Friday, June 29, 2007


What better way to begin an entry than bestowing upon it the title of a great Beatles song?
Frivolities aside, I've decided to dispense with the draft-day grades for the time being and instead focus on some of the rather shocking trades that took place yesterday. Why? Every columnist from Alaska to Moscow has a 'Draft Grade' piece up today. So I'm going to add a necessary and unexplored dissection to the afternoon browsers. However, readers, do not fear! You'll get your draft grades here... It'll most likely just have to wait until tomorrow.
Let's start right at the top, with the trade that not only took place before all others, but was the most significant. Rumors had been circulating about Ray Allen, but most, myself included, just labeled them as random baseless scuttlebutt, throwing them back in the Kobe for Maurice Ager and Big Damp pile. However, when Boston's #5 pick came along, the shocker thundered into Times Square and left me thunderstruck for the remainder of the night. Seattle traded their superstar, their franchise, the only reliable player on the squad-for the #5 pick in the draft (Small forward Jeff Green), a future second rounder, Wally Sczerbiak, and Delonte West. For lack of a better term, this trade... perplexes me. Boston's made the move that should shut Paul Pierce's yap up for a while. They will go from the second worst record in the league to contending for a playoff spot. My question:Why?
The way sports work, you try to be the best. Either you reach for the top, or you do your best to rebuild. Boston's held off the inevitable and thus condemned themselves to mediocrity. Congratulations. You've dealt a large piece of the future and likely won't get this big a piece of that valuable pie for quite a while. You'll settle for mid-round picks for a period, trying your best to rebuild around mediocre college talents whose games don't translate to the show and obscure foreigners whose faces you won't glimpse for several years.
Seattle: You had an incredible draft. Problem: You chose 3 terrific college players- and all of them in the 6'8-6'10 range. Essentially, Kevin Durant will need to play out of position for Jeff Green to even dream about being successful. Durant's pre-draft workouts don't lie, he's not very strong. Matching him up against NBA 4s would be a massive mistake. Either he gets physically dominated and comes out of every game bruised, battered, and bitter, or he wills himself to do nothing but lift weights, and therefore his overall game suffers. Putting your new cornerstone in jeopardy is a foolish, foolish venture. Another facet of the deal which people don't seem to want to consider is the fact that this seals the deal on Rashard Lewis. He's yet another 3, and Seattle obviously can't keep him. They've added a tremendous amount of young talent, but lost any semblance of veteran presence they had.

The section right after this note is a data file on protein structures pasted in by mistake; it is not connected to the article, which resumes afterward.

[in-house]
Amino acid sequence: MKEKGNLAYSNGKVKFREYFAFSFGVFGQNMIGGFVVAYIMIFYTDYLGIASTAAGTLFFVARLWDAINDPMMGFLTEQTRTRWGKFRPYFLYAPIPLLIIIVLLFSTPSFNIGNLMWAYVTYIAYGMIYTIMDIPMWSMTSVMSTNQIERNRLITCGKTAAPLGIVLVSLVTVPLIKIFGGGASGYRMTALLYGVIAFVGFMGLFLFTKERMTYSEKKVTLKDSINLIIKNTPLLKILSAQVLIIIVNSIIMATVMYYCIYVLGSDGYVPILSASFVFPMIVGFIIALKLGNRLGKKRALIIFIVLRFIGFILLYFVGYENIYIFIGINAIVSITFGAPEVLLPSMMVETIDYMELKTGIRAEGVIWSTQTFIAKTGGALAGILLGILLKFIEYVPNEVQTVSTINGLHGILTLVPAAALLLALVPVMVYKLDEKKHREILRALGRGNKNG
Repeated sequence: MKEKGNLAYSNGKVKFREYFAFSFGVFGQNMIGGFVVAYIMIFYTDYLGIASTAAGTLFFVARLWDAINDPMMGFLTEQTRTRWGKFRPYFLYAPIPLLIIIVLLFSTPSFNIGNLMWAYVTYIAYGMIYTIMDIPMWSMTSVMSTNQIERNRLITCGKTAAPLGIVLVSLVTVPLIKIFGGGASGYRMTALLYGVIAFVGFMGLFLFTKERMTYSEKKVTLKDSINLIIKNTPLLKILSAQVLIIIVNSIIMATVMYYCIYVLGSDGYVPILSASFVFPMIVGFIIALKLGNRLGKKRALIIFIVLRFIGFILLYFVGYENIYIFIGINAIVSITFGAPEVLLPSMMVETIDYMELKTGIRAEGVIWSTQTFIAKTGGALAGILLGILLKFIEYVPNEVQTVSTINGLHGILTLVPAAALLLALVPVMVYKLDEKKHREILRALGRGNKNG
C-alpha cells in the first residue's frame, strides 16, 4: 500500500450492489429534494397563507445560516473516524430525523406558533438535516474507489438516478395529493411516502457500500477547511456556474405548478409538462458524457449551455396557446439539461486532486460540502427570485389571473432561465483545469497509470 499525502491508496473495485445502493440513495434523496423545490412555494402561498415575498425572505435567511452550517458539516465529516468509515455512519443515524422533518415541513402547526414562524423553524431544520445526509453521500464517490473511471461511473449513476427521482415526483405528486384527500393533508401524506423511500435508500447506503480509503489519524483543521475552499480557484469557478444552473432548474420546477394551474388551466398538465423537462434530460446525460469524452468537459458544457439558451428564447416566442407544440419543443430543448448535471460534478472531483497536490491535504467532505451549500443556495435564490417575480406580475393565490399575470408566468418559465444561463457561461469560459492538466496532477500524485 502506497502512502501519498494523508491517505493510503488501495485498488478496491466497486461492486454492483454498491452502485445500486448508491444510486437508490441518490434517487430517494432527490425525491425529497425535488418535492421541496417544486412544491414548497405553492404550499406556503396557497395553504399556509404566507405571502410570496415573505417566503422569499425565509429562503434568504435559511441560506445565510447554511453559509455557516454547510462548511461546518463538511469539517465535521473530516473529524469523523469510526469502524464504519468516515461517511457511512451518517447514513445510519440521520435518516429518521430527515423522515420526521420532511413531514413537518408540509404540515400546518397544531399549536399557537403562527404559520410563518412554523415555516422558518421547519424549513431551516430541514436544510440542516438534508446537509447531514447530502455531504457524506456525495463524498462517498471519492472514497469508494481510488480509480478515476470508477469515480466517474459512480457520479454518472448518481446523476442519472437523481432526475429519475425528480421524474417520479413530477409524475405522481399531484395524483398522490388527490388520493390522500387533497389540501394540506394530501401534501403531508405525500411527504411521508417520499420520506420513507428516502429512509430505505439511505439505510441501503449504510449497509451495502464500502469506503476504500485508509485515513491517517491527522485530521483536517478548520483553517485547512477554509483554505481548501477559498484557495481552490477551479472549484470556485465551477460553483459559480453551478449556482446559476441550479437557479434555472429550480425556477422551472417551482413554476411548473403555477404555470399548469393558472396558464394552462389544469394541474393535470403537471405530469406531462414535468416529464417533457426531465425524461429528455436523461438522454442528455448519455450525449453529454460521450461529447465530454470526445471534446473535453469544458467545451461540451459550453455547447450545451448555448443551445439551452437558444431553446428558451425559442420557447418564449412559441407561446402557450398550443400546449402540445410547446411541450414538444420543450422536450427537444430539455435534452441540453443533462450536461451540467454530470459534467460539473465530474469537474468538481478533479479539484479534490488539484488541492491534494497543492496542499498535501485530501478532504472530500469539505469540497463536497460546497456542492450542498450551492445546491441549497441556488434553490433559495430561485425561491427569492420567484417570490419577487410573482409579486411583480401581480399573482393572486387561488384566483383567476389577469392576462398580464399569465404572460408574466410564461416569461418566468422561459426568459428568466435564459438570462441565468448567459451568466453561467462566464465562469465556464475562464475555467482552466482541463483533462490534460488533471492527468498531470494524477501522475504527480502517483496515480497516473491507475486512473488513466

The next deal is one that worries me greatly as an ardent Maverick supporter. Golden State dealt the talented Jason Richardson to Charlotte for the rights to North Carolina wing Brandan Wright. The Warriors have set themselves back... temporarily. Richardson was the second option offensively, and losing him will hurt. However, in Wright they've brought in one of the draft's most skilled players. Give him a year or two to develop, and he could truly become a force. Another mistake by Michael Jordan, who joins the list of sports legends who fail in the management game. He feels that Charlotte is ready to win, and frankly I don't see it. They should make the playoffs... but what when?

The third major trade of the night involved Portland and New York. I like this move for both sides. The troubled Zach Randolph was dealt out of the newly rebuilt Blazers and to New York, for Stevie the fallen franchise and Channing Frye. New York dropped Steve's contract, and word has it that Portland will buy him out and let him go. (How's that for the list of potential free agents? Hrmm, interesting...) Portland released a character they desperately wanted and needed to get rid of despite his terrific post scoring skills and added a promising backup to young Oden in Channing Frye. This should make both teams better in the long term; a change of landscapes may be what Randolph needed.

And for the sake of giggles...
The Dallas Mavericks dealt the last pick in the draft to Orlando for North Carolina's Reyshawn Terry. At this point I expelled a sigh of relief- how could I possibly explain coming into a draft with 3 picks and spending all three on underdeveloped white guys who can't defend named Fazekas, Seibutis, and Rakovic? I thank you, Donnie Nelson, for feeling compassion for my woes. Reyshawn Terry may not play a single minute in this league, but you have spared Mavericks fans some agony.
By the way, what the hell is up with Orlando? They picked Terry at 44, then traded him for the rights to 60? Straight up? Sounds like a team that's doing everything possible to save cash...

Thursday, June 28, 2007

Or's NBA Mock Draft: 21-40.

I'm back!

21: Philadelphia: Rudy Fernandez
22: Charlotte: Derrick Byars
23: New York: Daequan Cook
24: Pheonix: Tiago Splitter
25: Utah: Wilson Chandler
26: Houston: Jared Dudley
27: Detroit: Nick Fazekas
28: San Antonio: Aaron Afflalo
29: Phoenix: Marc Gasol
30: Philadelphia: Josh McRoberts
31: Seattle: Morris Almond
32: Boston: Stanko Barac
33: San Antonio: Petteri Kopponen
34: Dallas: Gabe Pruitt
35: Seattle: Aaron Brooks
36: Golden State: Glen Davis
37: Portland: Alando Tucker
38: Philadelphia: Aaron Gray
39: Miami: Ramon Sessions
40: LAL: Taurean Green

You're good to go! The draft board is assembled as completely as I can possibly come close to pretending to be able to do it. Tune in to Norm at 6 (Or even better, visit him at Dave and Buster's) to witness what should be a flood of new drops and a plethora of retreads.

Or's NBA Mock Draft 1-20

Merry Thursday to you all! The big day is upon us- the day during which teams select their cornerstones; their foundations for numerous years.